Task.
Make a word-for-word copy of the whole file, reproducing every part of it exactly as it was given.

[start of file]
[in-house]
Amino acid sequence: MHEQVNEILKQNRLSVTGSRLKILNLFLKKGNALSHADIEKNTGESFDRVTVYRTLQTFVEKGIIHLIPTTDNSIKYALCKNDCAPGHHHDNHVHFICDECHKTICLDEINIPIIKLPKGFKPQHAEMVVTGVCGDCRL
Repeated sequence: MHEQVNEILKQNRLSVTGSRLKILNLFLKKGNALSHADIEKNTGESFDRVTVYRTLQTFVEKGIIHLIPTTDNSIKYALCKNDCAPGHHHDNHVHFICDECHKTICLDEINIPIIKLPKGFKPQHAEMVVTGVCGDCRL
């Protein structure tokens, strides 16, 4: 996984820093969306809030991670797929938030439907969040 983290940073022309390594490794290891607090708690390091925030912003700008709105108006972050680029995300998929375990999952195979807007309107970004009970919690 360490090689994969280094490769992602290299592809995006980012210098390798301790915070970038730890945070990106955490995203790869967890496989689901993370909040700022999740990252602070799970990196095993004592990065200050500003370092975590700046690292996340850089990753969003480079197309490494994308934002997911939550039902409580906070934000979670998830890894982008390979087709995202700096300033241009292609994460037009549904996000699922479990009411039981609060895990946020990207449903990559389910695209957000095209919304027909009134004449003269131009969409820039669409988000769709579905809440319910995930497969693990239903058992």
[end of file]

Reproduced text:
[in-house]
Amino acid sequence: MHEQVNEILKQNRLSVTGSRLKILNLFLKKGNALSHADIEKNTGESFDRVTVYRTLQTFVEKGIIHLIPTTDNSIKYALCKNDCAPGHHHDNHVHFICDECHKTICLDEINIPIIKLPKGFKPQHAEMVVTGVCGDCRL
Repeated sequence: MHEQVNEILKQNRLSVTGSRLKILNLFLKKGNALSHADIEKNTGESFDRVTVYRTLQTFVEKGIIHLIPTTDNSIKYALCKNDCAPGHHHDNHVHFICDECHKTICLDEINIPIIKLPKGFKPQHAEMVVTGVCGDCRL
């Protein structure tokens, strides 16, 4: 996984820093969306809030991670797929938030439907969040 983290940073022309390594490794290891607090708690390091925030912003700008709105108006972050680029995300998929375990999952195979807007309107970004009970919690 360490090689994969280094490769992602290299592809995006980012210098390798301790915070970038730890945070990106955490995203790869967890496989689901993370909040700022999740990252602070799970990196095993004592990065200050500003370092975590700046690292996340850089990753969003480079197309490494994308934002997911939550039902409580906070934000979670998830890894982008390979087709995202700096300033241009292609994460037009549904996000699922479990009411039981609060895990946020990207449903990559389910695209957000095209919304027909009134004449003269131009969409820039669409988000769709579905809440319910995930497969693990239903058992």